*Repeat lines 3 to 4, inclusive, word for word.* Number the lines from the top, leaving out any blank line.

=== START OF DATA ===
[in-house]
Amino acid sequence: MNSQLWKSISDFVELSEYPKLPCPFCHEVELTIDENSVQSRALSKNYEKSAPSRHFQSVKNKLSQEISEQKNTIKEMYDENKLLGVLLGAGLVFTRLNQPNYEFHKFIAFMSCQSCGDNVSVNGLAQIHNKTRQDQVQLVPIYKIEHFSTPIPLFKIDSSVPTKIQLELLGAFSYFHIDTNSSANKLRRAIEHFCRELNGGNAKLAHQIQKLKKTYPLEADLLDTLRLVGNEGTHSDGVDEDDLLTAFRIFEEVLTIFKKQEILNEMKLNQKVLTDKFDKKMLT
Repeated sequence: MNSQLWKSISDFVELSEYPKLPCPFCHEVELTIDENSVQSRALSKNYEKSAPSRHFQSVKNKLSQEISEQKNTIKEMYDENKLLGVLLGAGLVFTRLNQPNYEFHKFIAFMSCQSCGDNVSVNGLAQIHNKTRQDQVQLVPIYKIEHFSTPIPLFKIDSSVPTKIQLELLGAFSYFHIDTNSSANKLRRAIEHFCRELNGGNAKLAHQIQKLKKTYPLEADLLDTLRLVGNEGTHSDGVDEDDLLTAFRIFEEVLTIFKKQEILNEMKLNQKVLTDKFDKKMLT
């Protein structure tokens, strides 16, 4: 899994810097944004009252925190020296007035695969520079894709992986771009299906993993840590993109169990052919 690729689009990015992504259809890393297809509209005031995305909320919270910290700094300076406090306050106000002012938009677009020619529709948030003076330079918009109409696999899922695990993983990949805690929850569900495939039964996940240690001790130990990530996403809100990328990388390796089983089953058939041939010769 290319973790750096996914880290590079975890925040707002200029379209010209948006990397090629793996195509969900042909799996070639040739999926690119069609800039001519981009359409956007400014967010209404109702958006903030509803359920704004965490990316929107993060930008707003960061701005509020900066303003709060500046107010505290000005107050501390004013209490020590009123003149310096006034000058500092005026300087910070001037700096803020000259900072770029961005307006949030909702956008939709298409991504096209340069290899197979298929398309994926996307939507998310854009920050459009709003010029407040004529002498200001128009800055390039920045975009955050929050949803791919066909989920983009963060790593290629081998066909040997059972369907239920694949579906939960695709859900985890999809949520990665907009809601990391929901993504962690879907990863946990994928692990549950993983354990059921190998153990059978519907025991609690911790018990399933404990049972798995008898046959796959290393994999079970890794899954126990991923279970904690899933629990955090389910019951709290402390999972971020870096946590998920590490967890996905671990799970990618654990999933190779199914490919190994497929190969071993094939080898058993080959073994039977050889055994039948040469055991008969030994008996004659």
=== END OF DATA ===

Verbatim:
Repeated sequence: MNSQLWKSISDFVELSEYPKLPCPFCHEVELTIDENSVQSRALSKNYEKSAPSRHFQSVKNKLSQEISEQKNTIKEMYDENKLLGVLLGAGLVFTRLNQPNYEFHKFIAFMSCQSCGDNVSVNGLAQIHNKTRQDQVQLVPIYKIEHFSTPIPLFKIDSSVPTKIQLELLGAFSYFHIDTNSSANKLRRAIEHFCRELNGGNAKLAHQIQKLKKTYPLEADLLDTLRLVGNEGTHSDGVDEDDLLTAFRIFEEVLTIFKKQEILNEMKLNQKVLTDKFDKKMLT
């Protein structure tokens, strides 16, 4: 899994810097944004009252925190020296007035695969520079894709992986771009299906993993840590993109169990052919 690729689009990015992504259809890393297809509209005031995305909320919270910290700094300076406090306050106000002012938009677009020619529709948030003076330079918009109409696999899922695990993983990949805690929850569900495939039964996940240690001790130990990530996403809100990328990388390796089983089953058939041939010769 290319973790750096996914880290590079975890925040707002200029379209010209948006990397090629793996195509969900042909799996070639040739999926690119069609800039001519981009359409956007400014967010209404109702958006903030509803359920704004965490990316929107993060930008707003960061701005509020900066303003709060500046107010505290000005107050501390004013209490020590009123003149310096006034000058500092005026300087910070001037700096803020000259900072770029961005307006949030909702956008939709298409991504096209340069290899197979298929398309994926996307939507998310854009920050459009709003010029407040004529002498200001128009800055390039920045975009955050929050949803791919066909989920983009963060790593290629081998066909040997059972369907239920694949579906939960695709859900985890999809949520990665907009809601990391929901993504962690879907990863946990994928692990549950993983354990059921190998153990059978519907025991609690911790018990399933404990049972798995008898046959796959290393994999079970890794899954126990991923279970904690899933629990955090389910019951709290402390999972971020870096946590998920590490967890996905671990799970990618654990999933190779199914490919190994497929190969071993094939080898058993080959073994039977050889055994039948040469055991008969030994008996004659």